Lastly, I will cover why Gandhi says that “warfare may give us another rule for the English rule, but not self-rule. Gandhi is in essence saying that resulting to violence will not give them the independence (swaraj) that they want, but another ruler like Great Britain. He has been promoting “swaraj” but notes that “the pilgrimage to swaraj is a painful climb”. The reason it is such a hard climb is because it involves a national education and an awakening of national consciousness throughout all of India that violence is not the answer and “swaraj” would only be obtained through non-violence. He gives the example of a “multi-headed monster” and how when violence is used it cuts off a head but then another shows up. Gandhi uses that example to show how the English, if not Western ideals, would not stop coming into and ruling over India if violence were used. He acknowledges that a revolution of India is on the way but that can’t happen if India is still being ruled by the English and not themselves. All of this reasoning from Gandhi about non-violence is coming from his reply to questions that he was asked that argued the contradictory of his view. That contradiction was that “if it is proved that by killing a few hundred, …can [we] put a stop to the degeneration of 33 million”? That is a strong point that was made which has been used time and time again throughout history but Gandhi objected it. He says that it is not encompassing the highest good of mankind like that of “swaraj” does. The good that it would do for India would be only temporary and not permanent like that of non-violence would do.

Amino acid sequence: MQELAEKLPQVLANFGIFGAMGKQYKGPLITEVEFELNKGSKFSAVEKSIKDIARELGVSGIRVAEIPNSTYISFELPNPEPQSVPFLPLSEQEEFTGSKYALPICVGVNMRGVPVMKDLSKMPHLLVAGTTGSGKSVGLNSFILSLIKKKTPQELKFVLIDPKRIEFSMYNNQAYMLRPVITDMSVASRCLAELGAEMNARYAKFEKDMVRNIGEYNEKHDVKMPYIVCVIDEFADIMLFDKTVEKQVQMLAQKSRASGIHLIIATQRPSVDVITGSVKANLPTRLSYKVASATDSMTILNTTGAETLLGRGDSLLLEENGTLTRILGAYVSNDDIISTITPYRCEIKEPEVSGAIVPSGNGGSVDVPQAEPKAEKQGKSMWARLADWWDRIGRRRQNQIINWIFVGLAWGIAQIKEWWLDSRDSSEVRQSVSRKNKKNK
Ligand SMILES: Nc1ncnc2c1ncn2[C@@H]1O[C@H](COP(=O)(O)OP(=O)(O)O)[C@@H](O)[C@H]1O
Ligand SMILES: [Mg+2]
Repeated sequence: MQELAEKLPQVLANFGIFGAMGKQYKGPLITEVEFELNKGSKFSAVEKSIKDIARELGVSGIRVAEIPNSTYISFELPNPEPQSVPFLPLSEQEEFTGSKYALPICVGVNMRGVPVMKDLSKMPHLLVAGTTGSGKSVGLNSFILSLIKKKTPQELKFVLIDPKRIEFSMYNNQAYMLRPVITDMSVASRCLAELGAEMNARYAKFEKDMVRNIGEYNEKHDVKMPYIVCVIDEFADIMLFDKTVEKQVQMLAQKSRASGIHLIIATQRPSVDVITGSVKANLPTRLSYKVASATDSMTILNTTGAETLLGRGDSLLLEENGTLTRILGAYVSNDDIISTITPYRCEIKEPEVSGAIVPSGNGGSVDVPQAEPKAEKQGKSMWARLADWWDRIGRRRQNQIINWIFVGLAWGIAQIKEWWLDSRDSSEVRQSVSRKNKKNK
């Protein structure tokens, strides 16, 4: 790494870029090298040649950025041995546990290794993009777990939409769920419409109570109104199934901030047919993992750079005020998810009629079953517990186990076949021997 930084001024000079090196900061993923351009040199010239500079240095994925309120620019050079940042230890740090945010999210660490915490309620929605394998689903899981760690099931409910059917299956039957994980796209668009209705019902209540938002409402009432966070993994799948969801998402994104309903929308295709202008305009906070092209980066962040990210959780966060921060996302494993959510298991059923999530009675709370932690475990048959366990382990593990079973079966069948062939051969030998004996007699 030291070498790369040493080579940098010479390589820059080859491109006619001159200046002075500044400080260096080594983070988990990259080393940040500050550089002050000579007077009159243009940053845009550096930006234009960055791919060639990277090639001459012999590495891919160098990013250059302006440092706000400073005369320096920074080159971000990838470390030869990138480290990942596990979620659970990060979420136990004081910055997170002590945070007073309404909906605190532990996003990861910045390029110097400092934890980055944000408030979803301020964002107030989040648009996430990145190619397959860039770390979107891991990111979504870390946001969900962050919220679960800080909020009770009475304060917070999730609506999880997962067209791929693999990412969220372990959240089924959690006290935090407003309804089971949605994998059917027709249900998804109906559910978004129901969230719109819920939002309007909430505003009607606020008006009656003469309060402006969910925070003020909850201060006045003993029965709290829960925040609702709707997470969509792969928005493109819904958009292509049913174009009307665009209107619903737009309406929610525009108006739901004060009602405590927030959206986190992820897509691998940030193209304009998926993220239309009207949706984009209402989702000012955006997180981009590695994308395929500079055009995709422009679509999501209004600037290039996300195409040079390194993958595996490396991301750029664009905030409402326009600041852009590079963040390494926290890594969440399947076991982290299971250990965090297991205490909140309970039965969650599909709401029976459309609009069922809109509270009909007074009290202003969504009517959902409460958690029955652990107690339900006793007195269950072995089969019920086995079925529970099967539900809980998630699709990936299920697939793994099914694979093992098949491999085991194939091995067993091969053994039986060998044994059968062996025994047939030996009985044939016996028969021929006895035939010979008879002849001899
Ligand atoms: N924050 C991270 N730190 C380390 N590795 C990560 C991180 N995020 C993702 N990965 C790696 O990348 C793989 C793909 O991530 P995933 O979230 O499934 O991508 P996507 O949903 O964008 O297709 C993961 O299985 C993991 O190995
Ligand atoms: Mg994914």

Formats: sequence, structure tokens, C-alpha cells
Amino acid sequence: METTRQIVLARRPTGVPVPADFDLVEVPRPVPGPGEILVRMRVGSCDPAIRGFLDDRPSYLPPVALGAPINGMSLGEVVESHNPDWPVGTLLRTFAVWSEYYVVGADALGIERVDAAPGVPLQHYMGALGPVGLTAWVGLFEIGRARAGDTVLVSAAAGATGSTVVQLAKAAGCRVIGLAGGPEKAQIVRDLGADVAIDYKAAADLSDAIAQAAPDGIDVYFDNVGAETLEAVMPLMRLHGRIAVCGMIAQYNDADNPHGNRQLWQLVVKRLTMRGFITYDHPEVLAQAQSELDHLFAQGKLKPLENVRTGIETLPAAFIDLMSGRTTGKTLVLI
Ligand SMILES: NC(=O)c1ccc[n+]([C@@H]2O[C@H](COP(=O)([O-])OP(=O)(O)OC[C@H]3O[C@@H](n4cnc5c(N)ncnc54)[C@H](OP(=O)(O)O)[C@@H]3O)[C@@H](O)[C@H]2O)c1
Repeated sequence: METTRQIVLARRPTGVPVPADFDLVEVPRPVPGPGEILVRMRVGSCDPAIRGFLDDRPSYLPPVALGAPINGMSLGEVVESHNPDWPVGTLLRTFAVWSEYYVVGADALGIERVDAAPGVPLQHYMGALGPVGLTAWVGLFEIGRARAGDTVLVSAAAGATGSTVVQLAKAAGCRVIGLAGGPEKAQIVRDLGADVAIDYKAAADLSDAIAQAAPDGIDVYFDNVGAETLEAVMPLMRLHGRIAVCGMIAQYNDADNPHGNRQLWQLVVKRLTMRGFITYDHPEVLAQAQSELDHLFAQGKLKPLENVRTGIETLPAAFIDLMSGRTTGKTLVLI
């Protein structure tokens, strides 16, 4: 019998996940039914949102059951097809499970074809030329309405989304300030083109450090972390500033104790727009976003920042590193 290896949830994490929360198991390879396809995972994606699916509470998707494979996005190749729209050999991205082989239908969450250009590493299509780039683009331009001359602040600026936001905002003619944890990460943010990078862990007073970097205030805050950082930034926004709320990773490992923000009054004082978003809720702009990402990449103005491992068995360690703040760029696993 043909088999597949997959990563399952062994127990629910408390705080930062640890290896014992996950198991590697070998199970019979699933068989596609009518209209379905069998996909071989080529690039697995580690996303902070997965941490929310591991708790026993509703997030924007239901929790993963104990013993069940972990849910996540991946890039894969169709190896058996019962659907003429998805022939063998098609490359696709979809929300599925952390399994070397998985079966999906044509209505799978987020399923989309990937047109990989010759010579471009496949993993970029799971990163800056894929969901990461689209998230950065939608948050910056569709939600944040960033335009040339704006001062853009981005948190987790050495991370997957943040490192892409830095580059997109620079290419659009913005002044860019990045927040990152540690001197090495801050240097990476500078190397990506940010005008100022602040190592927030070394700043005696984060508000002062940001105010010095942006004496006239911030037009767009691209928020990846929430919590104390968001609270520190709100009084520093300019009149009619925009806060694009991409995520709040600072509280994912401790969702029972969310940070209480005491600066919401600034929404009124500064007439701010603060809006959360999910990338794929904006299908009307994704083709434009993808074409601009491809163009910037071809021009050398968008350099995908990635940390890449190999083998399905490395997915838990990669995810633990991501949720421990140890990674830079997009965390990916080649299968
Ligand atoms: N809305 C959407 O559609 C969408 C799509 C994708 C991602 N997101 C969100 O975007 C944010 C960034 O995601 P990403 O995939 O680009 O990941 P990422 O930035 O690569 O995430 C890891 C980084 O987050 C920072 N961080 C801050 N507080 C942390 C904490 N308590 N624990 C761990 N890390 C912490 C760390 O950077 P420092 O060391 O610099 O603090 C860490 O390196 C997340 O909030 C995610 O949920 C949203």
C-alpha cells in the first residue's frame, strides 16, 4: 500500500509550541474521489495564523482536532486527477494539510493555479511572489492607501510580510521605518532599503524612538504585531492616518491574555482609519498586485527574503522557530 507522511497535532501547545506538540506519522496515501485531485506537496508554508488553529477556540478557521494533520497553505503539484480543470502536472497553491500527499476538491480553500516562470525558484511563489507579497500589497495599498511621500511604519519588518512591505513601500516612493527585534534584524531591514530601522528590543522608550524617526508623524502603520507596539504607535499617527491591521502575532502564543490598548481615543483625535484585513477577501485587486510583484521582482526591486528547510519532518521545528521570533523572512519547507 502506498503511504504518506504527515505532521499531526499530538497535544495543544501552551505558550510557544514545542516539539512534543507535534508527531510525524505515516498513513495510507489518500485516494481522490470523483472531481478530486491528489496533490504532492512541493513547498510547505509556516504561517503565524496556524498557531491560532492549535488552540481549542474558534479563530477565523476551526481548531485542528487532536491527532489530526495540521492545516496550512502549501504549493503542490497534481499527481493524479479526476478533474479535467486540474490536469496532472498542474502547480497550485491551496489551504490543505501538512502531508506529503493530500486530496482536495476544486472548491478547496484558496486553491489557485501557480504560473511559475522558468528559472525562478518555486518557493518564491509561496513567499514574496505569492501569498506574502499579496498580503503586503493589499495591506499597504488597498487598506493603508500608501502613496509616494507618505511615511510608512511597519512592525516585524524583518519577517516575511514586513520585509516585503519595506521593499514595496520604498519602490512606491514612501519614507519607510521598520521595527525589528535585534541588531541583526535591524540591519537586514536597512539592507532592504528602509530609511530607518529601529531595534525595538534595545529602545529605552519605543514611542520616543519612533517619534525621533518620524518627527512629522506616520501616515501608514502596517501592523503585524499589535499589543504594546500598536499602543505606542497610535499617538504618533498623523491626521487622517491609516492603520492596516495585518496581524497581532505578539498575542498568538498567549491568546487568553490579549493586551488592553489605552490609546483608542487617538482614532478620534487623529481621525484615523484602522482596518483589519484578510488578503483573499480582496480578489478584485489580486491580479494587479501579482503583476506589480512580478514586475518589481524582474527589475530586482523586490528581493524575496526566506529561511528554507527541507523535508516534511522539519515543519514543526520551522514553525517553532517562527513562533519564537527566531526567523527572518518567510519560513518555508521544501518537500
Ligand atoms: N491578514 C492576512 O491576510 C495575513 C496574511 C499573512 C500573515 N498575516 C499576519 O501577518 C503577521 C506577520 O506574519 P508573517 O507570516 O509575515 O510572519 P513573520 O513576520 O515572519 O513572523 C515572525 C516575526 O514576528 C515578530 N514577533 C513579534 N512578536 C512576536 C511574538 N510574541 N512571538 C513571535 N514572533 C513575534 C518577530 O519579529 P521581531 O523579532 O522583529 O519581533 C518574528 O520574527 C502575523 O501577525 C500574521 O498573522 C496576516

Gandhi also claimed that the responsibility of the present state, encompassing the English rule, the need for “swaraj,” and the need for non-violence, of India was more theirs “than that of the English”. He was saying that there is little to no more “evil” that the English can do to India if all that India gives is “good.” Morals are what Gandhi revolves his whole reasoning around, for he is not just trying to change a small part of a society but flip the whole thing. India had been oppressed by Great Britain for such a long time that its society had become unaware of where its power really lay. In that respect, India was to blame and not Great Britain.
To conclude, this essay covered the questions of: Why does Gandhi think nations need to rule themselves with that “swaraj” is necessary for a society to completely change and become independent of any other power. What does he mean when he suggests “external freedom will always be the means of measuring the freedom of the self within. Hence we often find the laws that are made to grant us freedom often turn out to be the shackles binding us” with that social reforms are necessary and change from within the person is essential for their freedom. And, why does he say that “warfare may give us another rule for the English rule, but not self-rule” with that violence would only put them back to where they started but that non-violence is the answer to everything.